Water alone is a holy and sacred thing, the object of veneration, a source of life. It is literally what makes life possible on this planet, and somehow, we seem to know that. Little reminders here and there point to water as sacred. My biggest Summer adventure was going to the Beach in Mexico with my family and Christopher. There was no agenda, just to be together by the ocean, and occasionally go for a swim. That was it. And it was wonderful. Even though I live just a few blocks from the beach here in Laguna, still every morning there I was glad to be renewed and refreshed by the sight of the sea. And I know I’m not alone in that.
         I know I’m not alone because I see other people finding the same sense of connection and groundedness simply being near the ocean. Some of you know I go for runs through town every couple of days. I always make it a point to run through Heisler Park. No matter what day of the week it is, there are always other people running and walking, I see homeless people camping on the beach, I see people doing Yoga and Thai Chi in the park. There are people reading, especially Bibles in lawn chairs they had pulled out. There are the essential surfers and sunbathers. On any given morning, here in this beautiful place I see person after person transfixed by the ocean. Just spending more time here has made me realize what a common human experience standing and looking at the water is. There is an indescribable, unreasonable draw. The Ocean, this vast powerful force seems to hypnotize us.
         There is something about water, and the ocean in particular that has a universal appeal. It is as if somehow we know that there is something out there, something that connects us to deeper meaning, something that speaks to our commonality.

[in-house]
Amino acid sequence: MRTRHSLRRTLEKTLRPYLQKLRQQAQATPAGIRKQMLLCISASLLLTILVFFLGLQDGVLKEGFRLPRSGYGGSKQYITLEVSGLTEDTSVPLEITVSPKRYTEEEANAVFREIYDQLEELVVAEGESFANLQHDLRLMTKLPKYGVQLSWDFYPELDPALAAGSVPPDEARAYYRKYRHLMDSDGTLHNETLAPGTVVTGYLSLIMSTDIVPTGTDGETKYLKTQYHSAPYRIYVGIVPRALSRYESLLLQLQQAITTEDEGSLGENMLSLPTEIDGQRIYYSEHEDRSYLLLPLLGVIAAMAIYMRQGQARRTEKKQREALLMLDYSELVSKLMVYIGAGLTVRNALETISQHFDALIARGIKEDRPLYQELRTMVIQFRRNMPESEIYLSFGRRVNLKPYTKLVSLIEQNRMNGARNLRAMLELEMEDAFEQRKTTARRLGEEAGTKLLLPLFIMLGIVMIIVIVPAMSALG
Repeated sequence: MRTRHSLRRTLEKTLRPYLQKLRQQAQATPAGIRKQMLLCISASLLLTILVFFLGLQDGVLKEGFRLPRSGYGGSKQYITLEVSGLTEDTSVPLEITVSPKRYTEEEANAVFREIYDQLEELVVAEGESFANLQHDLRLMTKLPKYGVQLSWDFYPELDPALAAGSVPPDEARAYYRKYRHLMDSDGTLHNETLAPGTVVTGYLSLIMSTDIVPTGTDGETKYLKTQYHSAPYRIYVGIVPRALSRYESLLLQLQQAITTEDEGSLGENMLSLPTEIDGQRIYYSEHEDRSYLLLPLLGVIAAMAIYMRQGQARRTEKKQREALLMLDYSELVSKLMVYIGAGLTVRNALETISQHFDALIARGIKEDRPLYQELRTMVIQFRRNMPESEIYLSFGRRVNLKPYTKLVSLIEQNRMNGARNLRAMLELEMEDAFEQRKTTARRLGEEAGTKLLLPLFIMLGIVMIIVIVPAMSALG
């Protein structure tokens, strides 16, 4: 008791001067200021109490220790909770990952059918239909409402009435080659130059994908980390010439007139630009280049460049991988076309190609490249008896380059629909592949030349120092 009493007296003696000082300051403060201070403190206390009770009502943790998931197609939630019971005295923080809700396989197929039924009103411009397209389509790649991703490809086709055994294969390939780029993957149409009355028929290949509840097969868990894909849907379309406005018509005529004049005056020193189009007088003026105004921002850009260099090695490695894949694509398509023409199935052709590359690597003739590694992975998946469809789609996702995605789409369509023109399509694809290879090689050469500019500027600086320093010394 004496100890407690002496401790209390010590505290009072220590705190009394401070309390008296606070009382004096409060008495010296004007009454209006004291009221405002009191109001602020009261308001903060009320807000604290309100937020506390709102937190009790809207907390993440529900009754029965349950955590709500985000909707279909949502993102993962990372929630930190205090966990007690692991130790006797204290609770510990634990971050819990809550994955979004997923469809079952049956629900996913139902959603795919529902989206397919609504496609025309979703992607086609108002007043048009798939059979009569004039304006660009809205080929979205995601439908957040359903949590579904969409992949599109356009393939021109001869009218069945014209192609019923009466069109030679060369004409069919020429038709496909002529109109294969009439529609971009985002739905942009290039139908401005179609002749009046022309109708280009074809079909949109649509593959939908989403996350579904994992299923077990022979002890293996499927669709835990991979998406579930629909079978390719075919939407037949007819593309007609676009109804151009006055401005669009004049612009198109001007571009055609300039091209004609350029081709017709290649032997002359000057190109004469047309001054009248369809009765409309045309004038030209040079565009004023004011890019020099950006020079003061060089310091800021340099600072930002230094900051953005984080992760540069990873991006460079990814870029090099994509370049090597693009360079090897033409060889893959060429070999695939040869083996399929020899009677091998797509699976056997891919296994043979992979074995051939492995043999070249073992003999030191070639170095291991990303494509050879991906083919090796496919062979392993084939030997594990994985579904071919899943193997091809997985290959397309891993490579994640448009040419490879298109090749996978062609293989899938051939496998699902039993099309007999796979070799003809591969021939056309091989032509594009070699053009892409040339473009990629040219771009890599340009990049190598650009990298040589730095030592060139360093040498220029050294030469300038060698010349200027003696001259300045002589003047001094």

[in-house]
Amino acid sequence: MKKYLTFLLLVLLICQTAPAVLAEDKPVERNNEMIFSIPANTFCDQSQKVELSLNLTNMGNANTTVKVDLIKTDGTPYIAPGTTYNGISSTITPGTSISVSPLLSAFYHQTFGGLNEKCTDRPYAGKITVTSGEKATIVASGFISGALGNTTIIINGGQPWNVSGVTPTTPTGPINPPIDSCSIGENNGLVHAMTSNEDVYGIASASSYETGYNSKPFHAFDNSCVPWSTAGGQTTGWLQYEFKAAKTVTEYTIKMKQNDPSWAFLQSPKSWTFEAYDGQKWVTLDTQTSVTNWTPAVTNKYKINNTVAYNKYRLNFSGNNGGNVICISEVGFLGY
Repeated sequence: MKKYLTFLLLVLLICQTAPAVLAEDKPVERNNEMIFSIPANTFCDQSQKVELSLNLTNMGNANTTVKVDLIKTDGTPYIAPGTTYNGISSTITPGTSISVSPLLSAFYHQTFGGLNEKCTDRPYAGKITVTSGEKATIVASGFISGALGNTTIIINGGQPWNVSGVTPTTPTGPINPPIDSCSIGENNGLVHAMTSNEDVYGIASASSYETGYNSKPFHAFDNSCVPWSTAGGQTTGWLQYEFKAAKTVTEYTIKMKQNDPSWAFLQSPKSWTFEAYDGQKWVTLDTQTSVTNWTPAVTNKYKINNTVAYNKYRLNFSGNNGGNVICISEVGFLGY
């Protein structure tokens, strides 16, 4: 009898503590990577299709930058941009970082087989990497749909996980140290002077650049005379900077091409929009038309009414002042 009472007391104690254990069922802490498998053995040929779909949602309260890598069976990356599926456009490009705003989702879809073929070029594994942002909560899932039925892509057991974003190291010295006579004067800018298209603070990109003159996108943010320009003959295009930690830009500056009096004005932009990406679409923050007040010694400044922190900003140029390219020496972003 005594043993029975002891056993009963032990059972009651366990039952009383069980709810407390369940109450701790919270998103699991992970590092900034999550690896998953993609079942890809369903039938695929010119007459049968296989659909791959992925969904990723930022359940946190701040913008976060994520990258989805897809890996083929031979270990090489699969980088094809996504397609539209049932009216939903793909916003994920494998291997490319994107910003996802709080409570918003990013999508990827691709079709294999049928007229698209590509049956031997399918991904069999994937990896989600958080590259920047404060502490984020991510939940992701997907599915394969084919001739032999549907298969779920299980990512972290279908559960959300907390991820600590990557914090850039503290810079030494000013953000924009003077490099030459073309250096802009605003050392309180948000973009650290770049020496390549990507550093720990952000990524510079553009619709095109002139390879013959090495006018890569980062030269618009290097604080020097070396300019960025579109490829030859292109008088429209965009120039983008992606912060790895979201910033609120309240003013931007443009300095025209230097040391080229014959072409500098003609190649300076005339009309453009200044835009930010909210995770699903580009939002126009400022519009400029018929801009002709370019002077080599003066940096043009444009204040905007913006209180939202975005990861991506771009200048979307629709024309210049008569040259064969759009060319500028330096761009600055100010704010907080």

As I said earlier, water is a bit of a slippery thing. It’s not always easy to see the spirit that connects us, like the salt in the water. And yet our job as a faith community is to build a strong and sturdy vessel. Our task is to catch the disparate drops that come our way. It’s no easy task though.
         As we enter the Fall together, I want to invite you in helping me to build the vessel that is our community. I’m not talking about committees or projects. I’m not talking about budgets or communications. I’m talking about a network of personal relationships that make a church a home. I’m asking you, each one of you, personally, to help strengthen our vessel by deepening personal relationships.
This is probably an unorthodox story to tell you as my congregation, but I think it is important to make a point. I am making more of an effort myself these days to make some space between my work life and my home life. It’s so that I can be more fully present to each of these needs at the right time. So, last weekend, when I went out sailing, it was my first time to skipper the boat on my own. I gave everyone a little introduction to the boat and described their jobs for the day, what ropes to pull when, and that sort of thing. Then I gave the most important instruction of all. I told my friends and family that while we were on the boat, anyone who said the word church, Fellowship, or Unitarian owed me a beer.
There is a time for work, and there is a time for play. To honor those two very different activities, sometimes we have to draw a line between the them. We as Unitarian Universalists tend to be very busy people. We like a task. But I want to encourage you to think about separating out what is church work, and what is social time. Make the work time productive, and leave the business out of the social time. If you need a place to start, come to the annual picnic after the service today, enjoy the sun and the food, and leave the business for another day.
The other thing you can do to help strengthen our community is simply reach out. Every Sunday, try to have a conversation with someone you don’t usually interact with. I’m not expecting you to become best friends. But I do expect you to find some point of connection between you. One person every Sunday. That’s something each of us can do.
As our time together draws to a close, let us continue to celebrate the sacred that we have found in our journeys around the world, the sacred that we see in each others faces, and the sacred that rests in our own heart. Remember, as the wise father told his son, though are that. You are the spirit of life, this day and every day, no mater where life takes you.